New MDA Grant Will Help Develop FA Drug

Repligen Corp. is proceeding with development of an experimental compound to treat Friedreich's ataxia, with help from a new MDA grant.

by Margaret Wahl on December 17, 2009 - 1:47pm

Development of a promising experimental medication to treat Friedreich's ataxia (FA) is proceeding, with help from a $731,534 grant MDA awarded to Repligen Corp. of Waltham, Mass., this month (December 2009).

This is the second research grant that MDA has awarded to the small biopharmaceutical company, through the Association's translational (laboratory-to-clinic) research program.

In September 2008, MDA gave Repligen approximately $1 million to develop this molecule for FA. (See MDA Awards $1 Million to Repligen.)

MDA has a strong commitment to research, annually spending more than $40 million on research projects to find treatments and ultimately cures for neuromuscular diseases.

About Friedreich's ataxia

Friedreich's ataxia is caused by mutated genes for the frataxin protein, resulting in a frataxin deficiency and malfunction of the nervous system and heart.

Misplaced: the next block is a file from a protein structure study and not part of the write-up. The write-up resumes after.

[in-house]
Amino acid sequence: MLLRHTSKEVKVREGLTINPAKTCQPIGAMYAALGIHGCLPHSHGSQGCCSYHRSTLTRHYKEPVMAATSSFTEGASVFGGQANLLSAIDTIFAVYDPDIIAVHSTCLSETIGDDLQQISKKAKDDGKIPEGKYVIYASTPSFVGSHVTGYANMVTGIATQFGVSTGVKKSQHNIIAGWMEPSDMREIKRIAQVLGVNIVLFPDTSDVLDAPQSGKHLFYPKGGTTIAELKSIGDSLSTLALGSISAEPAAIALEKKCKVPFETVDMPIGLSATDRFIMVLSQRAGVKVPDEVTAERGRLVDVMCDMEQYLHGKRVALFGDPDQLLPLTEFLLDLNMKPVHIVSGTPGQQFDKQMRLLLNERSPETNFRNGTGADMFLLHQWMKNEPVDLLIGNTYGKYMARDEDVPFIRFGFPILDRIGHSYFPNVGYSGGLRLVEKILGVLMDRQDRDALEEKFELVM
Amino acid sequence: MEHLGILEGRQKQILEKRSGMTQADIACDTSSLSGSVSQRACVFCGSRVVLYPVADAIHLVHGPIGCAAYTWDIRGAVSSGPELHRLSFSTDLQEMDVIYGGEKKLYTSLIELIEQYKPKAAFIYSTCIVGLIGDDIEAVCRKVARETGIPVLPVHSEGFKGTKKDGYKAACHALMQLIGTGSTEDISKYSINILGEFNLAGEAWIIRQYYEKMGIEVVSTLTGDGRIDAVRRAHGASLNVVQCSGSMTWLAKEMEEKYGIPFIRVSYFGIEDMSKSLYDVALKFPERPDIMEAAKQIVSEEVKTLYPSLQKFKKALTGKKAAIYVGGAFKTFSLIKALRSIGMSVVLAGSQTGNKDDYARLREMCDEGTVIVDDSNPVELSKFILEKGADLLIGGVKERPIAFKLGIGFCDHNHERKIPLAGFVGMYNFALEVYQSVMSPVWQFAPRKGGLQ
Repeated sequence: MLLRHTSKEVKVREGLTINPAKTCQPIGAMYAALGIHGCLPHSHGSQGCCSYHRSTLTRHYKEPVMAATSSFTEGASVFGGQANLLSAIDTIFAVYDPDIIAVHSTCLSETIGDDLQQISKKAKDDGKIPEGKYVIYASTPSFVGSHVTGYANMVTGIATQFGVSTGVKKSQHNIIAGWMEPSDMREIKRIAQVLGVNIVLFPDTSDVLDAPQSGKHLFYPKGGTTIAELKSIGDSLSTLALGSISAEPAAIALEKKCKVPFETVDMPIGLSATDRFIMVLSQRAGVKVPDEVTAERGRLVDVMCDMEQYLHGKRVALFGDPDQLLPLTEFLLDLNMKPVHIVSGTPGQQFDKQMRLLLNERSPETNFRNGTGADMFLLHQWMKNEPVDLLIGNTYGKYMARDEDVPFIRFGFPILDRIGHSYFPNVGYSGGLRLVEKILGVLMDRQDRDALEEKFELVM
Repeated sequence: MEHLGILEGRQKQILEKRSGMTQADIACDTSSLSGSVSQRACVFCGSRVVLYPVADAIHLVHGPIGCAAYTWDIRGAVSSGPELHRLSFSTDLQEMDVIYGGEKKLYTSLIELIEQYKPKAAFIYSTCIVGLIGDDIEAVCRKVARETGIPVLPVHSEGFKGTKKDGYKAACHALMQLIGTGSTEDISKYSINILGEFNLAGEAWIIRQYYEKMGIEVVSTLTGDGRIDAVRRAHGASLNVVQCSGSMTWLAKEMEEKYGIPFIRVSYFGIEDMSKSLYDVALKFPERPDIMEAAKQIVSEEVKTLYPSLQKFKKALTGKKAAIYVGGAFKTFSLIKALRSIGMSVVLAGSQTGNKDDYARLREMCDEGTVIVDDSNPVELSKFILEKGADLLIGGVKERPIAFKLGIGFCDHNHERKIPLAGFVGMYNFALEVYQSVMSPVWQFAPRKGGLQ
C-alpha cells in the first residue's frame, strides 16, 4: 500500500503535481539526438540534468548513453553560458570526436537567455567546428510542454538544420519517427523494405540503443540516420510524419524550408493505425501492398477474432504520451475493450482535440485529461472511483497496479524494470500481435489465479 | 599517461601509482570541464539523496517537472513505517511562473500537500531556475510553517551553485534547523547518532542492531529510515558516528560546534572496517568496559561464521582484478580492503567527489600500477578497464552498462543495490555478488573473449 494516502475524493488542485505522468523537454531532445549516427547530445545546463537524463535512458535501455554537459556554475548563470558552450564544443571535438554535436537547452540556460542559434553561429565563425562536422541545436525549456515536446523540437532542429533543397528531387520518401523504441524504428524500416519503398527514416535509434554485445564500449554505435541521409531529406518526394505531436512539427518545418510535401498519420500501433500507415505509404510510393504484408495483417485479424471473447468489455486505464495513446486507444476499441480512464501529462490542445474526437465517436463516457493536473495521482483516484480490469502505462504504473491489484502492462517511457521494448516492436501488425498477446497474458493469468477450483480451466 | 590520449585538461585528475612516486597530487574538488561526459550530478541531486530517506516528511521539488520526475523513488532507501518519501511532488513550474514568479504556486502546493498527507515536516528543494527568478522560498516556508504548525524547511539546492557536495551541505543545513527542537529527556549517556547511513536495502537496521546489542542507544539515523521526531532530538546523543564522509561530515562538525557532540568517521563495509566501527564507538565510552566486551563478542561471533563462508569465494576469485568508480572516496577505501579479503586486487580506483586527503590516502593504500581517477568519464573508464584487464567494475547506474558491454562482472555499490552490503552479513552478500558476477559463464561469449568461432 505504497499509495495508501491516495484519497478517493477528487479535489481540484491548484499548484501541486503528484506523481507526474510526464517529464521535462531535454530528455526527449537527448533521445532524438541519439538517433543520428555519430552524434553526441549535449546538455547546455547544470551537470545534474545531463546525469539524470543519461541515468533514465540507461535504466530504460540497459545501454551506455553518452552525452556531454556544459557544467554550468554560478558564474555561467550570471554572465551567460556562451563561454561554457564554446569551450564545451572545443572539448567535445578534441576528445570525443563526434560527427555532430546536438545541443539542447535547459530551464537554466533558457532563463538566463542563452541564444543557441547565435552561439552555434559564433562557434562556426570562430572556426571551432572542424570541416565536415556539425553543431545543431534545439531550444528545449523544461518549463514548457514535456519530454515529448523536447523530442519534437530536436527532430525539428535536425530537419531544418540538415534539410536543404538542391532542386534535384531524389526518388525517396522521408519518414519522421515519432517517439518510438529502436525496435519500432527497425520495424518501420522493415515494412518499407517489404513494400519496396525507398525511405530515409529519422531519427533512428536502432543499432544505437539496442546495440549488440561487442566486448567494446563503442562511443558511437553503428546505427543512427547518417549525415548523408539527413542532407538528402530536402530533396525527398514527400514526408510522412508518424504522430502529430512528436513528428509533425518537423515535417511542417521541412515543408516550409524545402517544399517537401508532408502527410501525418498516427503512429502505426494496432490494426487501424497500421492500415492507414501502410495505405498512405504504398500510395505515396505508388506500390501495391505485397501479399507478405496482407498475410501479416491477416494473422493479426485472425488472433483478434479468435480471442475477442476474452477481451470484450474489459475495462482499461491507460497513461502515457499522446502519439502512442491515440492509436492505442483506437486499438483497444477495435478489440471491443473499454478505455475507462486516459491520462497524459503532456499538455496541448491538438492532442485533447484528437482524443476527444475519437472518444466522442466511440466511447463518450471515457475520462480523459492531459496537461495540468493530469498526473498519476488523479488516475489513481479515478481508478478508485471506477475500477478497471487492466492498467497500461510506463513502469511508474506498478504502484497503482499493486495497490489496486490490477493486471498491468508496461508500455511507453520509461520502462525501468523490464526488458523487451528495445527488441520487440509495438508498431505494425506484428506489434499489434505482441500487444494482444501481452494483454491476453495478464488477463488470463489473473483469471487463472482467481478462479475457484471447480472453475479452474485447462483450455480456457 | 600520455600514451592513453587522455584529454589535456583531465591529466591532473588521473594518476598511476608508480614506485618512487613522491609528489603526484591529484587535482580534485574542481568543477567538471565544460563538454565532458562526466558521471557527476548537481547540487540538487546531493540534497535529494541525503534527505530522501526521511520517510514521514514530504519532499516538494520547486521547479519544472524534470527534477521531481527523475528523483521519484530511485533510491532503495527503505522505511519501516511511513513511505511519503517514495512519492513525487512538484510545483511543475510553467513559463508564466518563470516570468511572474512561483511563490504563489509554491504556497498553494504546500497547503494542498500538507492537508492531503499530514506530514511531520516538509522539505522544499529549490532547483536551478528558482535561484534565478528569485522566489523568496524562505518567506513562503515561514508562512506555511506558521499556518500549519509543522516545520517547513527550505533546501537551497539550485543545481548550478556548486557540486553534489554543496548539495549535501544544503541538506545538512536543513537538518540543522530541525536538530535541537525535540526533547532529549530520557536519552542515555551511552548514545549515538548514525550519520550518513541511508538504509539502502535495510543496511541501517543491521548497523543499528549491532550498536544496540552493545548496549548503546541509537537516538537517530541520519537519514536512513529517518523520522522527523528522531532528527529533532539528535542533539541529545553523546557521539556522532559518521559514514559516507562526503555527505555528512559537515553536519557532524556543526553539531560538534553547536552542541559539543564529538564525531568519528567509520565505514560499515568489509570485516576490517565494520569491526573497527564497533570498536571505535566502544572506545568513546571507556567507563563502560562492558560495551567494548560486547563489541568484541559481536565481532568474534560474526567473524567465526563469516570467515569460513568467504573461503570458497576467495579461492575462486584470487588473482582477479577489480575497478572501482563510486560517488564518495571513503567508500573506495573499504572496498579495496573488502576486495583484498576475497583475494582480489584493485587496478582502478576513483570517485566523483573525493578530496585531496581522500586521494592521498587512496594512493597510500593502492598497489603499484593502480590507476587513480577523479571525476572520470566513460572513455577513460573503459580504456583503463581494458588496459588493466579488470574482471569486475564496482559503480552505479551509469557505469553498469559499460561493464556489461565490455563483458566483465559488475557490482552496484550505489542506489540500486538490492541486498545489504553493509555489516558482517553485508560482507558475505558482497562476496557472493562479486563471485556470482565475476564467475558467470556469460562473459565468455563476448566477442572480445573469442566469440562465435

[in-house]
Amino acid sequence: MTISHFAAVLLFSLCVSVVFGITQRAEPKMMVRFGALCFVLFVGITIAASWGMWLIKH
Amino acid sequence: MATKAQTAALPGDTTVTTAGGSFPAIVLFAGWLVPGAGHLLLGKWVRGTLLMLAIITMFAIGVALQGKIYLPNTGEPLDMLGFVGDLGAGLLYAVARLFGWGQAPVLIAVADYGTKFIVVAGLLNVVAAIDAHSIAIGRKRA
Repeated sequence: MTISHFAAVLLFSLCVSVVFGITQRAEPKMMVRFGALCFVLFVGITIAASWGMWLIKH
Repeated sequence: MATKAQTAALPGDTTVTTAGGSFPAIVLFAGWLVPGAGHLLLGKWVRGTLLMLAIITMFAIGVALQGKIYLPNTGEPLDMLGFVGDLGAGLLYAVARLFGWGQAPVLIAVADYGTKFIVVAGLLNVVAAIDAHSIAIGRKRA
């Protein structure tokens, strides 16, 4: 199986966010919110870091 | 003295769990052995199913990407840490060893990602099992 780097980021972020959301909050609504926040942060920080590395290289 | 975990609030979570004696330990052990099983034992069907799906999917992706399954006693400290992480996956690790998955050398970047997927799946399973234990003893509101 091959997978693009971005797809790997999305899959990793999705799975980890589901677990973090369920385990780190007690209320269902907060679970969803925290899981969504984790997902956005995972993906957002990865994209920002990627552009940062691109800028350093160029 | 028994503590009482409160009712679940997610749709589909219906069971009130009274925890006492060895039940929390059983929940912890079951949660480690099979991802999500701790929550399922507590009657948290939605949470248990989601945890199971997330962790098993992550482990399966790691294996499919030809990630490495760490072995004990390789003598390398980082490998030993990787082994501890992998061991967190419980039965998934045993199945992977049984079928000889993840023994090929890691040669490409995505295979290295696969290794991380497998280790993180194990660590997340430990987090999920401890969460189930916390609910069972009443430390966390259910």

The disease is characterized by incoordination (ataxia), severe weakness and cardiac muscle degeneration.

Current treatments are largely supportive. Restoring frataxin production is a goal of treatment development.

About the new compound

The compound Repligen is developing is a histone deacetylase (HDAC) inhibitor, a molecule that keeps "read me" signals called acetyl groups on genes. Cells interpret these signals to mean that a gene is available to be "read" and used for protein production.

Repligen's molecule specifically inhibits HDAC3 (see Experimental Compound for FA Hits Its Molecular Target), which its developers hope will restore these "read me" signals to frataxin genes and thereby increase production of the frataxin protein.

Meaning for people with FA

The new MDA grant will support completion of preclinical (laboratory) safety testing for Repligen's HDAC3 inhibitor, a prerequisite for clinical (human) trials. If the drug passes these lab-based safety tests, human trials could begin within a few years.

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